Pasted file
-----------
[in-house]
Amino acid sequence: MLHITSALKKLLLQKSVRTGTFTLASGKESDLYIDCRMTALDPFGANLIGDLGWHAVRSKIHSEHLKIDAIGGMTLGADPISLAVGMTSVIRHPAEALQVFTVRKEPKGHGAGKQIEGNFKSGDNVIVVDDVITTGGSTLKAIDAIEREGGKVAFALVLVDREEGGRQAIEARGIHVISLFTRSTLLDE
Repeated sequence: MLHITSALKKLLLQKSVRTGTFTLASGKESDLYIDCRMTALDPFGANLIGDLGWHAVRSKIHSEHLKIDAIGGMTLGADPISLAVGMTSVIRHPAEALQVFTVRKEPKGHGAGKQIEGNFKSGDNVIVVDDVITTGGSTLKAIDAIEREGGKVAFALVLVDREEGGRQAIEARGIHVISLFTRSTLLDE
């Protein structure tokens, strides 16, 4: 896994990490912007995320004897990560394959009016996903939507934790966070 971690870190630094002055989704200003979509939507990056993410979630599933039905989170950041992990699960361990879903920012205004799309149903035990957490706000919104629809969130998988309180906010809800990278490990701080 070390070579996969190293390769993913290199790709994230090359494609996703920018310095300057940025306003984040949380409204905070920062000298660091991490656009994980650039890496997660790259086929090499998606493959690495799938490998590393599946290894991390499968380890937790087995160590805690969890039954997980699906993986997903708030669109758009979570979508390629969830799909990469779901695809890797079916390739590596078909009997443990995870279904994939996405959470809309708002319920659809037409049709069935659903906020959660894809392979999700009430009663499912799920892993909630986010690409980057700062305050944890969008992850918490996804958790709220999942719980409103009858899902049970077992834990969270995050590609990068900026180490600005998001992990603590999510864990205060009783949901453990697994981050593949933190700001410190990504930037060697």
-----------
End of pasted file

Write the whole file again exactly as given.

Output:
[in-house]
Amino acid sequence: MLHITSALKKLLLQKSVRTGTFTLASGKESDLYIDCRMTALDPFGANLIGDLGWHAVRSKIHSEHLKIDAIGGMTLGADPISLAVGMTSVIRHPAEALQVFTVRKEPKGHGAGKQIEGNFKSGDNVIVVDDVITTGGSTLKAIDAIEREGGKVAFALVLVDREEGGRQAIEARGIHVISLFTRSTLLDE
Repeated sequence: MLHITSALKKLLLQKSVRTGTFTLASGKESDLYIDCRMTALDPFGANLIGDLGWHAVRSKIHSEHLKIDAIGGMTLGADPISLAVGMTSVIRHPAEALQVFTVRKEPKGHGAGKQIEGNFKSGDNVIVVDDVITTGGSTLKAIDAIEREGGKVAFALVLVDREEGGRQAIEARGIHVISLFTRSTLLDE
């Protein structure tokens, strides 16, 4: 896994990490912007995320004897990560394959009016996903939507934790966070 971690870190630094002055989704200003979509939507990056993410979630599933039905989170950041992990699960361990879903920012205004799309149903035990957490706000919104629809969130998988309180906010809800990278490990701080 070390070579996969190293390769993913290199790709994230090359494609996703920018310095300057940025306003984040949380409204905070920062000298660091991490656009994980650039890496997660790259086929090499998606493959690495799938490998590393599946290894991390499968380890937790087995160590805690969890039954997980699906993986997903708030669109758009979570979508390629969830799909990469779901695809890797079916390739590596078909009997443990995870279904994939996405959470809309708002319920659809037409049709069935659903906020959660894809392979999700009430009663499912799920892993909630986010690409980057700062305050944890969008992850918490996804958790709220999942719980409103009858899902049970077992834990969270995050590609990068900026180490600005998001992990603590999510864990205060009783949901453990697994981050593949933190700001410190990504930037060697």